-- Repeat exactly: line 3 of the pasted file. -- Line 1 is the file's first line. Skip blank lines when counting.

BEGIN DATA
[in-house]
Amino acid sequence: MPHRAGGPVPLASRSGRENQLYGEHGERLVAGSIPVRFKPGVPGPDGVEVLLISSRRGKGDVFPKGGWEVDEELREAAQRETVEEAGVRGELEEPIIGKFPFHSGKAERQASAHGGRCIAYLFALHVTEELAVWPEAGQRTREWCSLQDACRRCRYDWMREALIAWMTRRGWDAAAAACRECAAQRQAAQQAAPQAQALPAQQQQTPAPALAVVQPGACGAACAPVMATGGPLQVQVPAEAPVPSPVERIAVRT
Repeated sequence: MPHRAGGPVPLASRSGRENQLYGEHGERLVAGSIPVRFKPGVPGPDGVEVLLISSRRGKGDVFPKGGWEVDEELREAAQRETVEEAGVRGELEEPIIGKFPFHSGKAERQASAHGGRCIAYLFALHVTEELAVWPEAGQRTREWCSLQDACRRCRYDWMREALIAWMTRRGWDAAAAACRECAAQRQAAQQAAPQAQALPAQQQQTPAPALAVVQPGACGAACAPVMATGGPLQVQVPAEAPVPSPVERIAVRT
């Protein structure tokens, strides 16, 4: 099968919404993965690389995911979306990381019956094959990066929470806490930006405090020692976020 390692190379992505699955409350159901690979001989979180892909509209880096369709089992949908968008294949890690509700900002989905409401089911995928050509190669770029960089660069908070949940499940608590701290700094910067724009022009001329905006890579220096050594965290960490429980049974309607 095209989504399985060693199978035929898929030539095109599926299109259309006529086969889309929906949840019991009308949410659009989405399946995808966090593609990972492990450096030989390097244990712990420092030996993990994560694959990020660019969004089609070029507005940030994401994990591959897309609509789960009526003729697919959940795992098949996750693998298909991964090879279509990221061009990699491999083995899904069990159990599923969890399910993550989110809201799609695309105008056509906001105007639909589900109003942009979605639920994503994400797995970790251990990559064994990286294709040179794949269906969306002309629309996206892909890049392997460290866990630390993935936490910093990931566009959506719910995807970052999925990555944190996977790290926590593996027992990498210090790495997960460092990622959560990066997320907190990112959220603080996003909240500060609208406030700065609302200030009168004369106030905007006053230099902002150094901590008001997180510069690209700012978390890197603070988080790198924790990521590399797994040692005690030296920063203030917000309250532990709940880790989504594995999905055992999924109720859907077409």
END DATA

Repeated sequence: MPHRAGGPVPLASRSGRENQLYGEHGERLVAGSIPVRFKPGVPGPDGVEVLLISSRRGKGDVFPKGGWEVDEELREAAQRETVEEAGVRGELEEPIIGKFPFHSGKAERQASAHGGRCIAYLFALHVTEELAVWPEAGQRTREWCSLQDACRRCRYDWMREALIAWMTRRGWDAAAAACRECAAQRQAAQQAAPQAQALPAQQQQTPAPALAVVQPGACGAACAPVMATGGPLQVQVPAEAPVPSPVERIAVRT